Perhaps fittingly for a long-term asset class, infrastructure is home to several long-running debates. For example, what comprises core-plus infrastructure? That’s not easy to answer, as the goalposts seem to be in perpetual motion.
Are renewables infrastructure? We simply don’t know yet, as there are not enough data on past performance, argues one source.
Will next year be the one in which the US finally embraces private capital to fix its crumbling infrastructure? Give us strength …
If there is one thing everyone has always agreed on, though, it is that they are investing for the long term in long-dated assets that will provide stable and reliable cashflows. That part of the infrastructure sales pitch is not in doubt. However, the ideal method to carry it out – a 10-year fund, a 25-year vehicle or an open-end one – is still a bone of contention.
The most popular fundraising route for infrastructure managers has been – and continues to be – the 10- to 12-year closed-end structure, a method made popular by the early infrastructure funds in the mid-2000s.
“If we’re going to ultimately unlock the public-private partnership market, I think permanence of capital will be a helpful facilitator of that process”
But as we enter the 2020s, there is reason to question whether the justification for going down this route is outdated. Specifically, are relatively short-term structures really the best way to maximise investments in long-dated assets?
There is no hesitancy in admitting that the use of shorter-term funds is, at least, partially a result of the era in which they grew up.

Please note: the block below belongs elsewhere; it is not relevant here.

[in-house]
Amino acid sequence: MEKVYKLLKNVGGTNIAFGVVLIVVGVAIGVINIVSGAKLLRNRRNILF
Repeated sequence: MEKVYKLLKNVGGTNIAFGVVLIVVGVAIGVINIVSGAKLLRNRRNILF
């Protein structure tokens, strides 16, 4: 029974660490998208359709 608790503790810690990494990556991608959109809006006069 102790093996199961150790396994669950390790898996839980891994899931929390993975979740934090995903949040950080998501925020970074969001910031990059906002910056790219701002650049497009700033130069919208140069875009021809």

“When we raised our first [brownfield] fund in 2005, investors were already familiar with investing in private equity,” says Ed Clarke, co-founder of Infracapital, the infrastructure investment arm of insurance group M&G, which raised £908 million ($1.2 billion; €1 billion) for Infracapital Partners I at the time.
“We tried to make our fund structure as much like private equity as possible, in order to minimise any obstacles to prospective investors. This was about putting as few obstacles in front of investors as possible.”
The logic was a wide and prevailing one at the time, as managers sought to introduce a new asset class to groups of investors largely used to one way of thinking. Sean Klimczak, Blackstone’s global head of infrastructure, reinforces that point.
“It’s just easier to raise closed-end money,” he says. “You’re the new kid on the block. You’re already trying to do something new, which is raise a first-time fund. Do you also make it even more complex and introduce a different structure than people are used to? You probably don’t.”
However, as the industry was in its infancy, there was already some alternative thinking going on, with the core belief that infrastructure should be providing something different. Australia’s IFM Investors’ open-end Global Infrastructure Fund launched in 2004. Paris-based Meridiam Infrastructure began what would be a string of 25-year funds in 2007, in part following some encouragement from Canadian investors.
“There was a growing appetite for long-term assets for certain types of LPs,” explains Meridiam founder Thierry Déau. “One of the reasons Canadians became direct investors is because they couldn’t find long-term funds,” Déau adds that “at the time, people told me I was crazy”, but Meridiam went on to raise €547 million for its debut fund.